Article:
Items such as the iconic coiled panther (see fig. 4) exhibited in the second gallery and the tattooed skin in the third gallery indicate that the meaning behind the animal art style of the Scythian groups, or at least those at Pazyryk, may have permeated everyday life as well as their burial rituals and funerary dress. This focus on everyday life is amplified by the presence of a torc, or elite neck ring, made from mundane materials, including wood, horn, and bronze components, and male headgear made from wood and leather depicting a bird of prey attacking or possibly eating (or regurgitating) a stag. These items not only fit into the animal art style shown in gallery two but also demonstrate a mastery of wood and horn carving that matched the Scythian ability to work metal. The rest of the third gallery, or at least along the outer walls, presents what the Scythians actually looked like and wanted to look like, and how they saw themselves. A false beard made of human hair along with tools and textiles indicate what types of things these groups wore and used. This includes a leather boot and shoe along with fragments of dyed woolen textiles with woven designs on the edges. In addition, there is a pair of decorated leggings, part of a trouser leg, and a shirt sleeve. The leggings are made of undyed white felt, which would have provided a stark contrast to the garishly colored decoration and more muted natural hues of upper garments. Additional items include sable fur, leather pouches, and wooden combs. 

Along the wall opposite the rock art, there is a display case of bronze mirrors. While often attributed to females, mirrors are also found in male Scythian burials. The mirrors are some of the more striking items in the third gallery, as they literally demonstrate how the Scythians saw themselves. Many are made of a copper alloy or bronze that would have been polished to a high shine to create a reflective surface. Except for one with only a tang left for a handle, the rest depict animal scenes on either the handle or the back of the mirror. Some of the earliest mirrors from the steppe were found at Arzhan 2, a large Scythian burial mound in the Altai Mountains, as well as at Pazyryk, albeit in a later period. More were found in association with the Scythian groups that Herodotus called the “Royal Scythians” in the Pontic Black Sea region.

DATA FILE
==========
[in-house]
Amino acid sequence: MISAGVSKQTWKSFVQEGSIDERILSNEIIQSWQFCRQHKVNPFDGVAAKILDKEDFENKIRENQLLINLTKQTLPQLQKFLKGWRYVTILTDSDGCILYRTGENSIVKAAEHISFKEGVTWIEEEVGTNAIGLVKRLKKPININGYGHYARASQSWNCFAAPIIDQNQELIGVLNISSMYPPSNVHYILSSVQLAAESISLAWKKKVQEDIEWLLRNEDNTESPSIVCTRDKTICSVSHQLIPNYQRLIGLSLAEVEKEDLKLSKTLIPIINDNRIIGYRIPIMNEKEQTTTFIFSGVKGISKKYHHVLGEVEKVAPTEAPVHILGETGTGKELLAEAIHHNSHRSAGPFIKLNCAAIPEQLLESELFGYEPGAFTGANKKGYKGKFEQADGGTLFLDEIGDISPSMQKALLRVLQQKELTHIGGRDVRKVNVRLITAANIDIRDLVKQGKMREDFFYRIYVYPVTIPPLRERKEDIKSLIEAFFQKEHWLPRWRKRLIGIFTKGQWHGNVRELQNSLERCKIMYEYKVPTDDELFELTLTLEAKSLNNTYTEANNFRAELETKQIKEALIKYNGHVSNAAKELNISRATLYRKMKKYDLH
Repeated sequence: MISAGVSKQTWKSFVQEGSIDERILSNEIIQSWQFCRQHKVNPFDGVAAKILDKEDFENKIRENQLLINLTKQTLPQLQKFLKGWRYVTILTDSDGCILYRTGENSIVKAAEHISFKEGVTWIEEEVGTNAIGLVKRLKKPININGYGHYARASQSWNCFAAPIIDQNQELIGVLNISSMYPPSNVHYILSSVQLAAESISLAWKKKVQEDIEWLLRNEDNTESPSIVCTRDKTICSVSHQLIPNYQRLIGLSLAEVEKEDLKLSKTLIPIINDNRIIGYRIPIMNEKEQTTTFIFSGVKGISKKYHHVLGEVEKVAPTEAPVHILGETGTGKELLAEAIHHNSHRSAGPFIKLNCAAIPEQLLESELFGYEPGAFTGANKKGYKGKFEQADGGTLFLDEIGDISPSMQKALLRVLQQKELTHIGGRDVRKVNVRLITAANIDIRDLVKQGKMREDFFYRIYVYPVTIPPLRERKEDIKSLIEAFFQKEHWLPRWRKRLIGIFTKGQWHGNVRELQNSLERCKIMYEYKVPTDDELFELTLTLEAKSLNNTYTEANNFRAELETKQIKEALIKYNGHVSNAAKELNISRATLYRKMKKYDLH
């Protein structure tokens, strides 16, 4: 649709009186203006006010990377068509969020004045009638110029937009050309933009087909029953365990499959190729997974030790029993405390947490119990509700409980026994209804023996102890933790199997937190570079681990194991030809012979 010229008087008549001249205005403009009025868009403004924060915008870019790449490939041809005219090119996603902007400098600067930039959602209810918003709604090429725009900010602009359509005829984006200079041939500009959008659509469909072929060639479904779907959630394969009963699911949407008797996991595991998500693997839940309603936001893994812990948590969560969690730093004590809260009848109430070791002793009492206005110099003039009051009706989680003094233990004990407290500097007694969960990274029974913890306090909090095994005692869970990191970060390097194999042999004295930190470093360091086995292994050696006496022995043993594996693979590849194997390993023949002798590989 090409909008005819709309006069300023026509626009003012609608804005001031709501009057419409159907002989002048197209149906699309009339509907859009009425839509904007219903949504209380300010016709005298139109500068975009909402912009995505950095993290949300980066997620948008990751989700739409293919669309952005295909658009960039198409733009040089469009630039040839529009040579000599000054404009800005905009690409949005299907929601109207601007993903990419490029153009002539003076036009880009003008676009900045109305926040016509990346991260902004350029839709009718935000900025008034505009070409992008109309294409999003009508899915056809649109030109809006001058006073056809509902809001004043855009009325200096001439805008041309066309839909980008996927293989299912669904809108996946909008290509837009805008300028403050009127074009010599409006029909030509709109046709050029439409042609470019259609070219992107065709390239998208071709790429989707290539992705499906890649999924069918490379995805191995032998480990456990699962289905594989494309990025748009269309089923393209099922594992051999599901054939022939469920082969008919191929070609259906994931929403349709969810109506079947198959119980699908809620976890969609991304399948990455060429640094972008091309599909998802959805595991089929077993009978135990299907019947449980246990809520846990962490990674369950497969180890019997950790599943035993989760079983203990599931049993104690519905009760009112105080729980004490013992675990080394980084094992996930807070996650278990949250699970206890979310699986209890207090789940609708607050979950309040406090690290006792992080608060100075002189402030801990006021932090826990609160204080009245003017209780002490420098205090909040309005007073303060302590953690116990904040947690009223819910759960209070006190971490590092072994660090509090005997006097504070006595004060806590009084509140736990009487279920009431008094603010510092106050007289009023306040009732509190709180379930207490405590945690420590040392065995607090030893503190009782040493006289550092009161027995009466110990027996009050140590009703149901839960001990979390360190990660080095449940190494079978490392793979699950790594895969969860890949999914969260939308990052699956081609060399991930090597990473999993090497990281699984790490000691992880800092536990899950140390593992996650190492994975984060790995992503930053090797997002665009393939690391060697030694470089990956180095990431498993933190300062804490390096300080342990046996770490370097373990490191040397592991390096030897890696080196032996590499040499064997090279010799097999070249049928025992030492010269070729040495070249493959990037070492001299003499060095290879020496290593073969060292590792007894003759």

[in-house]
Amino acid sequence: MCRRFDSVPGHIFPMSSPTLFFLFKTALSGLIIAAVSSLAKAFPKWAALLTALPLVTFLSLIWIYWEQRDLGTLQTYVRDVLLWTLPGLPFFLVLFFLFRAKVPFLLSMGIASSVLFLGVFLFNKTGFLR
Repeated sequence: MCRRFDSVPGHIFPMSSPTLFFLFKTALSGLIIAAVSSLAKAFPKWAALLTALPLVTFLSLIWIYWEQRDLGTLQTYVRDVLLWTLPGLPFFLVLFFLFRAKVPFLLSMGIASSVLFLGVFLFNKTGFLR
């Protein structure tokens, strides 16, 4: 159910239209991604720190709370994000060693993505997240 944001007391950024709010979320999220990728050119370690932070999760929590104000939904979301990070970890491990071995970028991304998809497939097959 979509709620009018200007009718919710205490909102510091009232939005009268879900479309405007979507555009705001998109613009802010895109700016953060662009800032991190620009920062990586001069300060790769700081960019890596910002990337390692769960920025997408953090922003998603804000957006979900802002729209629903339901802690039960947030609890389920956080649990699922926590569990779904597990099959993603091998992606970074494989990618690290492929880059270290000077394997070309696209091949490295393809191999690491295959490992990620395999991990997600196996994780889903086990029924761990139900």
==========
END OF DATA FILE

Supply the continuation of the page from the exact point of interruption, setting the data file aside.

A display case filled with various kinds of adornments and other curiosities stands in the center of the gallery and offers further insight into Scythian self-fashioning. These materials consist of gold appliqués and miniature plaques that might have been attached to clothing, as well as earrings, bracelets, necklaces, and belt buckles made from varied materials, including silver, bronze, stone, carnelian, amber, horn, and glass. Some of these adornments are done in the animal art style, including running or leaping stags, felines in curled or other positions, and reclining horses. Additional plaques, usually gold, depict scenes of predatory animals such as lions attacking deer. 

Fourth Gallery: Pastoral Ethnography and Iron Age Colonial Encounters

The themes of the fourth gallery revolve around 19th- and 20th-century ethnographic research into steppe pastoralists, as well as Iron Age feasting and colonial interactions derived from the importation of drinking equipment and wine. Banners centered on these themes hang between the gallery’s display cases. The first banner states that the Scythians engaged in a portable lifestyle focused on ease of movement, which also meant that their goods had to be equally portable. This banner hangs next to a display case providing information on what I can only call the ethnography of nomads, going back to the early 20th century, including old photographs of nomadic encampments detailing how nomads lived and their limited forms of material culture centered on the felt-covered, wooden-framed dwellings, or what we know as yurts or gers—terms for nomadic dwellings that differ by region.  

The next display case contains items that were likely to have been used inside Scythian dwellings, with a focus on everyday life. Excavations of the Scythian burial mounds, especially those of the eastern steppe in southern Siberia and the Altai regions, yield intriguing glimpses into these aspects of Scythian lifeways. These cases include a likely reconstruction of a hemp burning kit alongside a small wooden hexapod (a stand with six legs) and its felt cover, as well as an arsenical copper brazier where hemp, or hemp seeds, would have burned. The recovery of such a set at the Pazyryk burials indicates that to some extent the experience of getting high, or at least entering transformative states of mind, on a periodic, or even daily, basis seems to have had ritual importance for Scythian individuals and/or communities.